From Status Updates To Shared Goals: Transforming Scrum Of Scrums Into A True Community Of Practice

In large organizations with multiple Scrum teams, collaboration and alignment across groups can be challenging. Teams may find themselves working towards disparate or even conflicting goals, reducing efficiency and impact. Transforming Scrum coordination meetings from simple status updates into richer interactions that build shared understanding and common objectives requires intention and effort. By cultivating true communities of practice, teams can work synergistically to create greater value together than they can individually.

Aligning Goals Across Teams

With numerous Scrum teams tasked with different products and responsibilities, maintaining alignment on overarching organizational goals can be difficult. The autonomous and self-organizing nature of Scrum teams empowers productivity but can also lead to siloed thinking. Teams hyper focused on maximizing velocity and sprint burndowns may lose sight of broader strategic targets. And mismatched priorities or poor coordination with other groups can undermine outcomes.

These collaboration issues manifest in tangible ways, including duplicated work, costly rework from poor handoffs, and products optimized for local efficiency rather than global effectiveness. Teams find themselves correcting course late in development when solutions turn out mismatched to actual user needs or business priorities. More alignment early on could prevent these pitfalls.

Techniques do exist to facilitate collaboration and shared strategy across Scrum teams, both lightweight and more expansive. For example, identifying cadences for sync-ups between teams developing interdependent products can surface integration issues early. Conducting regular user story mapping or design thinking workshops jointly rather than separately can build shared models to prevent divergence. And aligning onboarding, training, and team building to reinforce organization-level rather than team-specific values and objectives can cultivate a culture of collaboration.

Fostering Shared Understanding

Behind many coordination troubles lies issues of disjointed mental models – teams operate under different assumptions and with incomplete knowledge of various product domains and development efforts. Developing shared understanding across teams thus becomes critical.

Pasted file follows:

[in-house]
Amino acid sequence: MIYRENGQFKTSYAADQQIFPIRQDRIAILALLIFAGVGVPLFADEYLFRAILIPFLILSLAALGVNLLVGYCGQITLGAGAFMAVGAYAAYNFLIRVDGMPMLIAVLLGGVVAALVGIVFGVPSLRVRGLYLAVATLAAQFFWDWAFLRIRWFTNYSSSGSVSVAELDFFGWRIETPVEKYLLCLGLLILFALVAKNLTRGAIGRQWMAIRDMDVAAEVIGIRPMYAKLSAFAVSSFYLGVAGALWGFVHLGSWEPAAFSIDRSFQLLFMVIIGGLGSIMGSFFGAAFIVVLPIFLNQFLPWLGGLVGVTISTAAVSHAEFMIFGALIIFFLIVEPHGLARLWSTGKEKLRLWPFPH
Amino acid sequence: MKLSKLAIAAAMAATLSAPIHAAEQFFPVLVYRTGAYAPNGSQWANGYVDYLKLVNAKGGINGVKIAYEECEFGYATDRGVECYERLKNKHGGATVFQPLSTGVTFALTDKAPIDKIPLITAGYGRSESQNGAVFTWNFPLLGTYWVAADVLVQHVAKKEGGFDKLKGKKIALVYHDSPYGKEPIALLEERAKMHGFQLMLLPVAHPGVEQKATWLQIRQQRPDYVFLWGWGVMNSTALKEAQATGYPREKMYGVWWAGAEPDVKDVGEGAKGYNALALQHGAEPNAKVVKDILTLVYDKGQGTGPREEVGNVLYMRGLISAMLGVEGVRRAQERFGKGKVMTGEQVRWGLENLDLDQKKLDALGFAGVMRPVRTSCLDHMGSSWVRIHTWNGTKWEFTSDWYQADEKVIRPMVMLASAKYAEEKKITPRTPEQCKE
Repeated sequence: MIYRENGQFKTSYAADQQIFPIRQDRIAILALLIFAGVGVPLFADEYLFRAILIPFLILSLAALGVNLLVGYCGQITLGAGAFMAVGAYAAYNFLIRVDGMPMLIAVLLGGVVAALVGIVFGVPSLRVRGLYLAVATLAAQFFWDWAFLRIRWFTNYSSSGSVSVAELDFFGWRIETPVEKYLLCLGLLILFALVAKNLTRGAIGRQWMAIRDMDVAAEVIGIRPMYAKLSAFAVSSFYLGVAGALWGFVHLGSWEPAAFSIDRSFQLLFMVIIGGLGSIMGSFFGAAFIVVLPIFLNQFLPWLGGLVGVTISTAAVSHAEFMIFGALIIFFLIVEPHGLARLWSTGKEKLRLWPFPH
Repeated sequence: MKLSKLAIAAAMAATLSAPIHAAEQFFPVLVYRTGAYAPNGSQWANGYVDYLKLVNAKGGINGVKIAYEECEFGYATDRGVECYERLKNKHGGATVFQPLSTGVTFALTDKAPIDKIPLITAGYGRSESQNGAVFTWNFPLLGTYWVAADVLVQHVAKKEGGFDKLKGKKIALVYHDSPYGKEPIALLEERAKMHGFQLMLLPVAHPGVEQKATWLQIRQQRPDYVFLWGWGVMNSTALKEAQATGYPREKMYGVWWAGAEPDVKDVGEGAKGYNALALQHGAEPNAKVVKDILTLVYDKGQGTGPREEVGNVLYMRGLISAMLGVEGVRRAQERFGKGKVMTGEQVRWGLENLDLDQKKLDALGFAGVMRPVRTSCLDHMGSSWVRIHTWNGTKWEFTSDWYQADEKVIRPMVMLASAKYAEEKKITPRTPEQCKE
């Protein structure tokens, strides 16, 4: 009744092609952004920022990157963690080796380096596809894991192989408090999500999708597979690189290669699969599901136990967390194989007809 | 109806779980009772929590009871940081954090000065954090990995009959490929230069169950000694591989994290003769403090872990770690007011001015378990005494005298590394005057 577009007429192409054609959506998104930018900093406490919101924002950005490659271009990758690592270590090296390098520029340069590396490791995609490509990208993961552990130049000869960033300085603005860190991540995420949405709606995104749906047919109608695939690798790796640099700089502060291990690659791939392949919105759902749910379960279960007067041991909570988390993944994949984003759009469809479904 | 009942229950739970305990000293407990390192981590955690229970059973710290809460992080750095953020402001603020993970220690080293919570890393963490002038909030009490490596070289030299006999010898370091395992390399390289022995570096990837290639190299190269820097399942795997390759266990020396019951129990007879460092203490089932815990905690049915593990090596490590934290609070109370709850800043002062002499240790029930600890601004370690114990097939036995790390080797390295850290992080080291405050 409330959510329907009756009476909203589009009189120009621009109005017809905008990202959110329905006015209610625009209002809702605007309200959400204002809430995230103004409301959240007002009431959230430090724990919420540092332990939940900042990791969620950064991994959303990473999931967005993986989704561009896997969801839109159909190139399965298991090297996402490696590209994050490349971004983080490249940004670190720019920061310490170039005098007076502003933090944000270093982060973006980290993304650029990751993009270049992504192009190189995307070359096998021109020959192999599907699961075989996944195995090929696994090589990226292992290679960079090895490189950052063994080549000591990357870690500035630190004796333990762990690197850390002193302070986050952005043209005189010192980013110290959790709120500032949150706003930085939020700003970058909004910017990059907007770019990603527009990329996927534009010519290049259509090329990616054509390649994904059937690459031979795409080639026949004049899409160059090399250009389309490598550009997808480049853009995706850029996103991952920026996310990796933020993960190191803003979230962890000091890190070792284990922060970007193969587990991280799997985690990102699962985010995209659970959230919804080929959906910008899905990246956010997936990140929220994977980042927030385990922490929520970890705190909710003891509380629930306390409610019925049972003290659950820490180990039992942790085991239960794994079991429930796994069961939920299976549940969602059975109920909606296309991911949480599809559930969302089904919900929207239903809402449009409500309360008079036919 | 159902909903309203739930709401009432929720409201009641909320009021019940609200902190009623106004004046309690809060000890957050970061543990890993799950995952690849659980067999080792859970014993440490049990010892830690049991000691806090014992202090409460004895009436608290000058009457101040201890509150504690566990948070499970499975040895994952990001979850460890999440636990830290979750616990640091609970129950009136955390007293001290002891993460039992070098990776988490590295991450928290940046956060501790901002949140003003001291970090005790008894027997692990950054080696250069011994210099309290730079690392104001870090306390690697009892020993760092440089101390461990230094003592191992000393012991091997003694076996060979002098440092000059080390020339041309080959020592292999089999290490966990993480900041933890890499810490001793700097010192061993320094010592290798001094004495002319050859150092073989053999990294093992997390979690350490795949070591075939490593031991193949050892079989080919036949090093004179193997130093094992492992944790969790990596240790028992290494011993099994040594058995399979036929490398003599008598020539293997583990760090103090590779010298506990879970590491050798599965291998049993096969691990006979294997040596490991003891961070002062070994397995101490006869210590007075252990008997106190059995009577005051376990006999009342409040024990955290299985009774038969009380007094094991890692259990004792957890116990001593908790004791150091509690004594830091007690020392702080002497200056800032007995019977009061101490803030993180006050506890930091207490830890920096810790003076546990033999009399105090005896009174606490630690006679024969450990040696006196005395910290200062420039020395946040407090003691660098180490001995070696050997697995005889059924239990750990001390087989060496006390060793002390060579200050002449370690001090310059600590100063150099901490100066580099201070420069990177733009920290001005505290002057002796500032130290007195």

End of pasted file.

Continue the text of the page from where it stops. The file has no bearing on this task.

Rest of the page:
Scrum already provides various forums for teams to interact, share status, and surface challenges, especially the Scrum of Scrums meeting for scrum masters and the Sprint Review for broader product transparency. But given packed agendas, these tend to focus more on tactical status updates rather than strategic insight sharing. Teams end up thinly connected rather than deeply integrated both cognitively and culturally.

Some methods help teams build shared mental models. Techniques like user story mapping, for example, promote understanding of core user journeys and development priorities across products. Teams also benefit from job shadowing, rotating members between teams, holding co-design workshops, and mapping product architectures together. The more teams collectively explore problem and solution spaces instead of separately, the better aligned their mental models.

From Status Updates to True Community

The classic Scrum of Scrums convenes scrum masters to provide status updates across teams, culminating in a series of choreographed reports. While this coordination helps avoid major surprises, teams still operate fairly independently, coming together mostly to exchange soundbites versus meaningful discourse.

For deeper levels of collaboration, Scrum coordination meetings should evolve into true communities of practice rather than mere status meetings. This involves consistently working across team boundaries to explore challenges, build personal relationships, and nurture shared learning amongst members. Teams develop an interdependent web of understanding that helps identify misalignments early and enables even latent collaboration.

This level of community requires vulnerability, co-problem solving, and investing in the collective outcome, not just delivering individual team results. But the payoff can be more agile coordination and sharing insights that together realize better solutions.

Co-Creating Value

When Scrum teams build deep shared understanding and priorities, they can progress past minimizing surprises during sprints to actually co-designing solutions. Rather than loosely connected teams individually pushing towards targets in isolation, collective planning and building promotes complementary solutions and synchronization.

Techniques like collaborative design sprints, integrated Retrospectives, peer code reviews, and participatory roadmapping help teams co-imagine and co-build rather than just report status. The focus shifts from “how can we stay aligned” to “how can we collaborate to make each other successful.”

This level of integration supercharges creativity as teams build on each other’s ideas, pivot faster together, and draw from collective experiences. Outcomes can far surpass the sum of separate efforts, creating substantial value at the intersection of collaborating teams.

Next Steps for More Effective Scrum Coordination

Transforming Scrum meetings into rich collaborative experiences rather than superficial status updates better unites distributed teams into shared mission and outcomes. Techniques like collective design sprints, integrated roadmaps, job rotations, and true communities of practice help teams transcend siloed thinking to deliver greater value together.

Interested to implement stronger communities of practice across your Scrum teams? Reach out for additional templates, workshop designs, and reading on elevating collaboration.

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